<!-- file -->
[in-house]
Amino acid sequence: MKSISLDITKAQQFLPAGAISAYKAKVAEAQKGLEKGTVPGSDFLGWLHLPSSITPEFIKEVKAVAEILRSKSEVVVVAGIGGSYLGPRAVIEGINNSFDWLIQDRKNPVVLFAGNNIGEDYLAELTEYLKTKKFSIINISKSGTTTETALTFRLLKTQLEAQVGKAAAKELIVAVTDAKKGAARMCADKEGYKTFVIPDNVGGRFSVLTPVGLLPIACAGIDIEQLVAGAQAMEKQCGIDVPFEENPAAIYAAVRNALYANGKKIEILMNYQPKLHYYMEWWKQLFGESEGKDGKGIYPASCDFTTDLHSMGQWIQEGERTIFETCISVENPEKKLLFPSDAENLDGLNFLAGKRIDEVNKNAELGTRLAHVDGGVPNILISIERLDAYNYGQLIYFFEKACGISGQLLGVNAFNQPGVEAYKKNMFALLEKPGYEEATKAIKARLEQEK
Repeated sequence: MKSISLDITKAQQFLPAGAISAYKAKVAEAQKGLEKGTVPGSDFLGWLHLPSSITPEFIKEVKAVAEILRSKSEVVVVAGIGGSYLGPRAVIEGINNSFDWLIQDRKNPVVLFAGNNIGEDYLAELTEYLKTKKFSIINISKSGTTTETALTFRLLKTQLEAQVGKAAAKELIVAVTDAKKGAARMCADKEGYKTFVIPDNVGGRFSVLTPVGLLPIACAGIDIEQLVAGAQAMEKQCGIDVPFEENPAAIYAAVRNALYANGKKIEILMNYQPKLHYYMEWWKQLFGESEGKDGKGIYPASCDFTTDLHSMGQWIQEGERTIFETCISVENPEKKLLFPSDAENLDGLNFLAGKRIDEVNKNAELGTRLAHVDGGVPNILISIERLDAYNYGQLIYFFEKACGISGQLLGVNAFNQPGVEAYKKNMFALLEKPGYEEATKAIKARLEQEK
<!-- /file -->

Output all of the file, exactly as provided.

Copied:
[in-house]
Amino acid sequence: MKSISLDITKAQQFLPAGAISAYKAKVAEAQKGLEKGTVPGSDFLGWLHLPSSITPEFIKEVKAVAEILRSKSEVVVVAGIGGSYLGPRAVIEGINNSFDWLIQDRKNPVVLFAGNNIGEDYLAELTEYLKTKKFSIINISKSGTTTETALTFRLLKTQLEAQVGKAAAKELIVAVTDAKKGAARMCADKEGYKTFVIPDNVGGRFSVLTPVGLLPIACAGIDIEQLVAGAQAMEKQCGIDVPFEENPAAIYAAVRNALYANGKKIEILMNYQPKLHYYMEWWKQLFGESEGKDGKGIYPASCDFTTDLHSMGQWIQEGERTIFETCISVENPEKKLLFPSDAENLDGLNFLAGKRIDEVNKNAELGTRLAHVDGGVPNILISIERLDAYNYGQLIYFFEKACGISGQLLGVNAFNQPGVEAYKKNMFALLEKPGYEEATKAIKARLEQEK
Repeated sequence: MKSISLDITKAQQFLPAGAISAYKAKVAEAQKGLEKGTVPGSDFLGWLHLPSSITPEFIKEVKAVAEILRSKSEVVVVAGIGGSYLGPRAVIEGINNSFDWLIQDRKNPVVLFAGNNIGEDYLAELTEYLKTKKFSIINISKSGTTTETALTFRLLKTQLEAQVGKAAAKELIVAVTDAKKGAARMCADKEGYKTFVIPDNVGGRFSVLTPVGLLPIACAGIDIEQLVAGAQAMEKQCGIDVPFEENPAAIYAAVRNALYANGKKIEILMNYQPKLHYYMEWWKQLFGESEGKDGKGIYPASCDFTTDLHSMGQWIQEGERTIFETCISVENPEKKLLFPSDAENLDGLNFLAGKRIDEVNKNAELGTRLAHVDGGVPNILISIERLDAYNYGQLIYFFEKACGISGQLLGVNAFNQPGVEAYKKNMFALLEKPGYEEATKAIKARLEQEK